In quoting Moreland, I understand I am open to the naturalist's defense that I am using religious claims to counter scientific claims. But the heart of this metaphysical and epistemological portrayal by science of "man without mind or moral responsibility" is what is wrong about naturalism, and what is right about religion--for the wrong reasons.

It is because of the correct view of moral responsibility by religion, and of the wrong view by science, that epistemological caveats were placed on the definition of naturalism by which this Academy operates. [See sidebar]
[Mirriam-Webster Online defines caveat as "an explanation to prevent misinterpretation; a modifying or cautionary detail to be considered when evaluating, interpreting, or doing something." B.A.G.Fuller's definition, standing alone, does not cover all the subjective, non-normative goals of an empirical science that can scan a brain in real time and watch its parts "lighting up" while the subject under scrutiny looks at pictures of porn or posies, listens to various types of music, eats most-favorite and least-favorite foods, or in general has his or her empirical sensory organs stimulated.]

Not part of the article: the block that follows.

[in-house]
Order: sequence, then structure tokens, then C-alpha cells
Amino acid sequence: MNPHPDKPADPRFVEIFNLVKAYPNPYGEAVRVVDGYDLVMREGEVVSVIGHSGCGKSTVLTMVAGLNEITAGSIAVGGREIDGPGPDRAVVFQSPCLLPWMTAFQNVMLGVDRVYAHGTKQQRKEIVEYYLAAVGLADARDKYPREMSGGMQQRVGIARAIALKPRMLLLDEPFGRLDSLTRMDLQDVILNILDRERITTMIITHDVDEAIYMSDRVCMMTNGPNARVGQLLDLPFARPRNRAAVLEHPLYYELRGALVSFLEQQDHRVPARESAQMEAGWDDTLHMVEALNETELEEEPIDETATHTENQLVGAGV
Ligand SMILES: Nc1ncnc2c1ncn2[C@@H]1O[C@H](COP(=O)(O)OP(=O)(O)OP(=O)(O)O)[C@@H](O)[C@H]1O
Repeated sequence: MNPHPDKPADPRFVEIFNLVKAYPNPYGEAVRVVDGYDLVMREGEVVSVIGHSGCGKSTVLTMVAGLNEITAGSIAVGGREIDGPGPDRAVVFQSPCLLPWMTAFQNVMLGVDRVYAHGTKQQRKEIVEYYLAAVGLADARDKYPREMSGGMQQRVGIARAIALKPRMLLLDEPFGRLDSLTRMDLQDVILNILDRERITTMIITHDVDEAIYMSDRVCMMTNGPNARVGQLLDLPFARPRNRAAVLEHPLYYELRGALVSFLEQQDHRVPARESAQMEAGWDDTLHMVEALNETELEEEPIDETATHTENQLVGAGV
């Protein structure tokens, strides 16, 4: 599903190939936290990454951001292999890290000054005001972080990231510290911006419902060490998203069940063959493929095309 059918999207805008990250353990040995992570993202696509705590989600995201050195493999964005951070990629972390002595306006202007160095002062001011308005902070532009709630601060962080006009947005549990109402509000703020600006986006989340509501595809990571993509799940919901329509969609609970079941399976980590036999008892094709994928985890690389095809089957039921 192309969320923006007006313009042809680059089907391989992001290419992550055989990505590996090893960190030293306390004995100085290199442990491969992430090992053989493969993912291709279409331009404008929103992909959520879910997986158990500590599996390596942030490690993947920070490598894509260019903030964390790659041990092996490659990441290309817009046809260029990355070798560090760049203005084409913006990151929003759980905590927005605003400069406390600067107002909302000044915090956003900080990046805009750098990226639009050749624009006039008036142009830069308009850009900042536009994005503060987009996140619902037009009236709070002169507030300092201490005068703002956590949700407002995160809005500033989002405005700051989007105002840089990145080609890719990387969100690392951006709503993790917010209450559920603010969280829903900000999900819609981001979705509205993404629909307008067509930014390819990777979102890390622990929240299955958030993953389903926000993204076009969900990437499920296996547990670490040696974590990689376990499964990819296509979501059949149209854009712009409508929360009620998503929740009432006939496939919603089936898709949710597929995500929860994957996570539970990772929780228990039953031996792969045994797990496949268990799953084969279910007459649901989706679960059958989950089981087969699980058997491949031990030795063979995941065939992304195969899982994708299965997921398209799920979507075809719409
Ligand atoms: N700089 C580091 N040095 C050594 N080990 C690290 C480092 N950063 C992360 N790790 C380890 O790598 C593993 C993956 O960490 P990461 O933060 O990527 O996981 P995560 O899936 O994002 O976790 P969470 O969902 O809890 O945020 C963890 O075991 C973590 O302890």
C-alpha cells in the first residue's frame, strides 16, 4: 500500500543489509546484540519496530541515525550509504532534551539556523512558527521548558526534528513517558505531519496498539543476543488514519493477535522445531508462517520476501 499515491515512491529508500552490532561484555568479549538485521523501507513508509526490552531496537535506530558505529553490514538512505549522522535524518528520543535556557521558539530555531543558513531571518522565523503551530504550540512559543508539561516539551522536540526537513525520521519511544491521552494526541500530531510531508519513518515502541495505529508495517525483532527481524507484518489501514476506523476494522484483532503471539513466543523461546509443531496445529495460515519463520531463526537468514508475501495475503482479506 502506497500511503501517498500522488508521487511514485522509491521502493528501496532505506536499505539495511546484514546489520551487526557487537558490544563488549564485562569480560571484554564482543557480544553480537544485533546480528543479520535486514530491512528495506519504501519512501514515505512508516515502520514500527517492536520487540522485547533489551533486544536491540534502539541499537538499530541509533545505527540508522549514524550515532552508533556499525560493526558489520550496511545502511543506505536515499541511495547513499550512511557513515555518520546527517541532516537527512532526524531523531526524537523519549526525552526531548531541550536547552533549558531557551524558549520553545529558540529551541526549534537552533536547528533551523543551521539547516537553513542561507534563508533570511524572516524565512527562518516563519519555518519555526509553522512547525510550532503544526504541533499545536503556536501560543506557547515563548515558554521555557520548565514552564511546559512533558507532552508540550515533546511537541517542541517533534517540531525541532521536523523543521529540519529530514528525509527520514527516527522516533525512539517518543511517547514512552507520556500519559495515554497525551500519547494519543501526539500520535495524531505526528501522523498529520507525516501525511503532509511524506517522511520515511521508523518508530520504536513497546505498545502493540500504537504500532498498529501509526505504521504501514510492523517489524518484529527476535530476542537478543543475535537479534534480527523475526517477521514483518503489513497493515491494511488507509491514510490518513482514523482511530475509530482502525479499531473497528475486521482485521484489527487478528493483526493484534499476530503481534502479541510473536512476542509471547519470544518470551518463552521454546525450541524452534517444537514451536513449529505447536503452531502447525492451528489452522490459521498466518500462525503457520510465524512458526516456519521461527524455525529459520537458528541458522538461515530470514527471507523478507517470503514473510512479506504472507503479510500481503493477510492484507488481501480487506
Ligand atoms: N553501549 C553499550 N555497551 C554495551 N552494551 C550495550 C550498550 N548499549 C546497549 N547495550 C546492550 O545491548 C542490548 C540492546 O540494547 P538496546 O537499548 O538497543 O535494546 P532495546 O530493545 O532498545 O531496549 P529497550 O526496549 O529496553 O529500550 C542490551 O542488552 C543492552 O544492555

The view of an active will that is free of coercion whether it is coercion by other men or by nature, satisfies "the metaphysical requirement on being responsible for one's action. [ ] But the significance of free will is not exhausted by its connection to moral responsibility" (as we shall see,) continues the SEP.

For the sake of the argument allow that "ego" is an agent of cause in the lives of men. Naturalists will deny the ego exists, and people unfamiliar with the complexities of naturalism will not know why the ego should be discounted at all, since they believe all men believe it exists. The ego seems to be self-evident, and we base our morals on restricting the ego as it attempts to become king of a hill. Most naturalists do not agree it exists, that what appears "self-evident" is fiction designed only to explain, before modern science "showed" otherwise, why we acted in such and such a way.